When you repeat something, as we learned yesterday, you create a pattern. However, certain types of repetition can also create the perception of “shapes”, and that affects where the user’s eyes will go. So today we will learn about:
Line Tension and Edge Tension
(If you’re just starting the UX Crash Course, Start Here.)
Are you tired of the ducks yet? No, I didn’t think so.
Visual “tension” is a concept that seems very elementary, but you’d be amazed how useful it can be. Our brains are a little too good at seeing patterns where they don’t exist. As a designer you can use that.
The first image above shows 8 ducks in a row. We don’t see 8 individual ducks; we see a line. That’s line tension. The perception of a line or a “path” when there isn’t one.
Our eyes will follow the path to see where it goes. Super useful.
If we break that path — like any broken pattern — the gap steals more focus.
So far we have assumed there is only one line. But what if we create line tension using more than one line?
The result can be “shapes”.
In the second image above, I have arranged the ducks so they appear to form the “corners” of a box. You could see 12 ducks, or four groups of 3 ducks, but your mind really wants to see the box, so it does.
Furthermore, now we can put things “inside” the box (like more ducks?!), or in the “spaces” between the “corners”. Similar to line tension, edge tension brings focus to the gaps.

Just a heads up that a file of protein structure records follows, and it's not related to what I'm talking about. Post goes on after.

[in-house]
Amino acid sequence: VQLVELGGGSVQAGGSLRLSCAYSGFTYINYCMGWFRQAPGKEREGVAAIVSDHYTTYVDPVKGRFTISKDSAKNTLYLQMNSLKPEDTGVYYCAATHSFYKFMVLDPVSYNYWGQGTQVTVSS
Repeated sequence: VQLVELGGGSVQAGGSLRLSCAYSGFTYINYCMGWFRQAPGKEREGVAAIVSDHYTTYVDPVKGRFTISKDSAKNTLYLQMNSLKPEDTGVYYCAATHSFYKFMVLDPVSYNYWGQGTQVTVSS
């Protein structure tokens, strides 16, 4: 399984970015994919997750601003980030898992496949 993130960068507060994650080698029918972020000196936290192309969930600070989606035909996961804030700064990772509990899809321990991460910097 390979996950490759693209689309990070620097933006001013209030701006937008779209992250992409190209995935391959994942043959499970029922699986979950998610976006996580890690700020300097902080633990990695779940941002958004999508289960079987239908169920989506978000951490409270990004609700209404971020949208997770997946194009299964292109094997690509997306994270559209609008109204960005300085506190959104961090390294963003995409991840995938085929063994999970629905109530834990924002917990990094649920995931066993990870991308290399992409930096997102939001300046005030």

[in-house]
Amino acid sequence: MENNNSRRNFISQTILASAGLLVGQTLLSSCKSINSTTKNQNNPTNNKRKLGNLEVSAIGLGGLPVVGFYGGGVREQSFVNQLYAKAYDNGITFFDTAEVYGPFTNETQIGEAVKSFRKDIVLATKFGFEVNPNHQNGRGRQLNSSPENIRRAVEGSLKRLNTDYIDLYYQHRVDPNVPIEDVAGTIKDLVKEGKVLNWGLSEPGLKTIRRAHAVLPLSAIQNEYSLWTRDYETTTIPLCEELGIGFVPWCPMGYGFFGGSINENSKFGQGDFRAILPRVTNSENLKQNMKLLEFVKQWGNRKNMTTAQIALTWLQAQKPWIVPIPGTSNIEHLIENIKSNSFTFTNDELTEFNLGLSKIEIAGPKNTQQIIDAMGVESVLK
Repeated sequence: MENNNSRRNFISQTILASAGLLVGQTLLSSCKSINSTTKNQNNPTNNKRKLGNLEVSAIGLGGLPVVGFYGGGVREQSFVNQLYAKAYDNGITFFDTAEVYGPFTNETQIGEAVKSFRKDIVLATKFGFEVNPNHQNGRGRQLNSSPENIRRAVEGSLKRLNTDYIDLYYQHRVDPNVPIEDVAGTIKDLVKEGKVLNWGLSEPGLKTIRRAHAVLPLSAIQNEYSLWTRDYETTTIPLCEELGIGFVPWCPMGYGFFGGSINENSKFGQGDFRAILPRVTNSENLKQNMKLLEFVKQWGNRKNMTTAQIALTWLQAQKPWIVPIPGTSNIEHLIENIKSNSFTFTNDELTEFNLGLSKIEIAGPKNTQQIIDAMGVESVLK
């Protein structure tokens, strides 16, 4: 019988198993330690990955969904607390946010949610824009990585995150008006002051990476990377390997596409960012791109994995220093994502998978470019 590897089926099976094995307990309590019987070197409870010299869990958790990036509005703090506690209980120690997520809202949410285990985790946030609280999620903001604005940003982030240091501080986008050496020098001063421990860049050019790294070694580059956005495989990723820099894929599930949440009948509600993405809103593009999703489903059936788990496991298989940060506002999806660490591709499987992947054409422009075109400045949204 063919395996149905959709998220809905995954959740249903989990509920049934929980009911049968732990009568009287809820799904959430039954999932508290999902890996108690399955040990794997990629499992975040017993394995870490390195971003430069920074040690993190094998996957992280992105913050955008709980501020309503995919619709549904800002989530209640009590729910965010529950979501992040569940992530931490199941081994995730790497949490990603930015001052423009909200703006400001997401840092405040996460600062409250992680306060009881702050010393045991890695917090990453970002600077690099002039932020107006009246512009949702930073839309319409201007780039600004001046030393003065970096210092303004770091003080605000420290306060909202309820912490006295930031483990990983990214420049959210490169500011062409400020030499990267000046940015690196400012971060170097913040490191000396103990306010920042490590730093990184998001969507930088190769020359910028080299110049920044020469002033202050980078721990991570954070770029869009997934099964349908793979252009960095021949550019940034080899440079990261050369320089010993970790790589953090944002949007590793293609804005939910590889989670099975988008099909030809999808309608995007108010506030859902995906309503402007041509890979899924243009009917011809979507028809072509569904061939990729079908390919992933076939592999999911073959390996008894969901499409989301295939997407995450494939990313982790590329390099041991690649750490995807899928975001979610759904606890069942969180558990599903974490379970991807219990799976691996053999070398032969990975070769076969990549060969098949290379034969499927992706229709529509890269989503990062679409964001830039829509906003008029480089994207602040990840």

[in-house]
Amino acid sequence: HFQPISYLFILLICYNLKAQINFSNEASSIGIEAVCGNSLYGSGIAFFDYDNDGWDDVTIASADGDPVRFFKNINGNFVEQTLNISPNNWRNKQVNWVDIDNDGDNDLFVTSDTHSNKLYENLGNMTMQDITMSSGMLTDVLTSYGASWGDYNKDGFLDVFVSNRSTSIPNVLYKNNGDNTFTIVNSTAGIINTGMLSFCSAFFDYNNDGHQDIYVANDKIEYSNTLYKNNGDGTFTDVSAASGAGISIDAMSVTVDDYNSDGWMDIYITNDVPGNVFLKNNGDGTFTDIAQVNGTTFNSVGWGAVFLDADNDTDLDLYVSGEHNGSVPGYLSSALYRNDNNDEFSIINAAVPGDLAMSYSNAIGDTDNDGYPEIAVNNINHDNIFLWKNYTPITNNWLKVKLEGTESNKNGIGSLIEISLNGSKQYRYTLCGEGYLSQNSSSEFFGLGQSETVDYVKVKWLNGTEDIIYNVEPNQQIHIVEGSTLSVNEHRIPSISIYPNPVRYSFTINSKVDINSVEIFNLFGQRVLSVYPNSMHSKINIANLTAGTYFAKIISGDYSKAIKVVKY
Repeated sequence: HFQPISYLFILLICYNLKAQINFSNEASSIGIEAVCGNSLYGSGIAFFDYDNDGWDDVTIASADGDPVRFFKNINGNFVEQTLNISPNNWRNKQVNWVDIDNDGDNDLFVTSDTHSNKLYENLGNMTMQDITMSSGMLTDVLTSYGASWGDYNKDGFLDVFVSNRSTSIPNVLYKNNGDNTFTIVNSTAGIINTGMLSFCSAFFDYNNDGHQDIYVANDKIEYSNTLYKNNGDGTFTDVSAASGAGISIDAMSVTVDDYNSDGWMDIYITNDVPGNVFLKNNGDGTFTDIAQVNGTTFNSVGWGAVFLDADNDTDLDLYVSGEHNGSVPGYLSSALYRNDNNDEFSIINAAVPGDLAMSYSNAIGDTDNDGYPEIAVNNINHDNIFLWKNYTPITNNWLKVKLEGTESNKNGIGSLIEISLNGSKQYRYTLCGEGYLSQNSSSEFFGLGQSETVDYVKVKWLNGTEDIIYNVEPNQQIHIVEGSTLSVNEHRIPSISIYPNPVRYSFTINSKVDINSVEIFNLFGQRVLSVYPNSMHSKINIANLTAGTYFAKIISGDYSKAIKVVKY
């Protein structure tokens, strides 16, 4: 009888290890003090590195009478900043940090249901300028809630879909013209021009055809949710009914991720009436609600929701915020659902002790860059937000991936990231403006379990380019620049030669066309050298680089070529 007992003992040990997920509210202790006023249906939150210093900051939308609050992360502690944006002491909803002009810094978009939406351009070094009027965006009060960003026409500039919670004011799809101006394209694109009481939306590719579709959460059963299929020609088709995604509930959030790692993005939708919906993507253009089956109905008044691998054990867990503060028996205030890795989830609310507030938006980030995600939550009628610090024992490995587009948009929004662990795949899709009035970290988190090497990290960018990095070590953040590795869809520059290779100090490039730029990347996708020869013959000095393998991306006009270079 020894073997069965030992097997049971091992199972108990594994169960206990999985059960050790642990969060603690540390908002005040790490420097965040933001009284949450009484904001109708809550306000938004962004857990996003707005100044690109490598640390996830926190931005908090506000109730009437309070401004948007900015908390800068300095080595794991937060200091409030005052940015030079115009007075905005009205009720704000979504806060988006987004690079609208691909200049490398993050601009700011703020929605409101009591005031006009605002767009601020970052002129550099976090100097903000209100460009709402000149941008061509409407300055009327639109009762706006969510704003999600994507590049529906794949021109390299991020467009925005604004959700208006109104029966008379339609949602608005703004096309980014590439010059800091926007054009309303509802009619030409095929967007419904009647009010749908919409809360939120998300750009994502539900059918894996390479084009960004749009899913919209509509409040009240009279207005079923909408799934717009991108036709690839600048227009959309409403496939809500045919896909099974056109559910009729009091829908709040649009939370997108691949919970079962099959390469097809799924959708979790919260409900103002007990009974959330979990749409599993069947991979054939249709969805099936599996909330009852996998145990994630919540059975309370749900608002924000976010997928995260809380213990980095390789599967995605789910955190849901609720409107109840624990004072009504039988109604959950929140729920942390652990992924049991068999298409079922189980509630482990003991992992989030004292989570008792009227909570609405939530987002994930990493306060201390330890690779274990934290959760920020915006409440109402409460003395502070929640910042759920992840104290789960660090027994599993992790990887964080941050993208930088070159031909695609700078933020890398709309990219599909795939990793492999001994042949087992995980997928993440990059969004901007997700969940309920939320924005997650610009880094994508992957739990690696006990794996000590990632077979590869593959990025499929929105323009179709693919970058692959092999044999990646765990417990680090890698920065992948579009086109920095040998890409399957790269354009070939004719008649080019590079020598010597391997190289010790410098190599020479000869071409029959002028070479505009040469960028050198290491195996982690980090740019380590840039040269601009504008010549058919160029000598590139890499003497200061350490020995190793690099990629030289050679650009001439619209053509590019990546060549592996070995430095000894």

Layout-wise, this can be an excellent way to put more focus on something small, like a label. Or you can create visual paths leading to the button you want people to click. Vintage ads use this technique often.
And conveniently, it makes a layout feel “simpler” and “more cohesive” because a path or a box is only one mental thing, but 12 separate ducks is too much awesome to handle.
Combine your principles:
In this lesson I have left the “tension” gaps blank, but you don’t have to. You can also use colour to create a path like a gradient on a list of items. Or you can add visual weight to a group of elements by treating them like one shape instead of separate pieces. It’s a great way to direct the user’s eyes without adding any more “things” to a layout!
Tomorrow we will learn the fifth and final visual design principle for this course: Alignment & Proximity.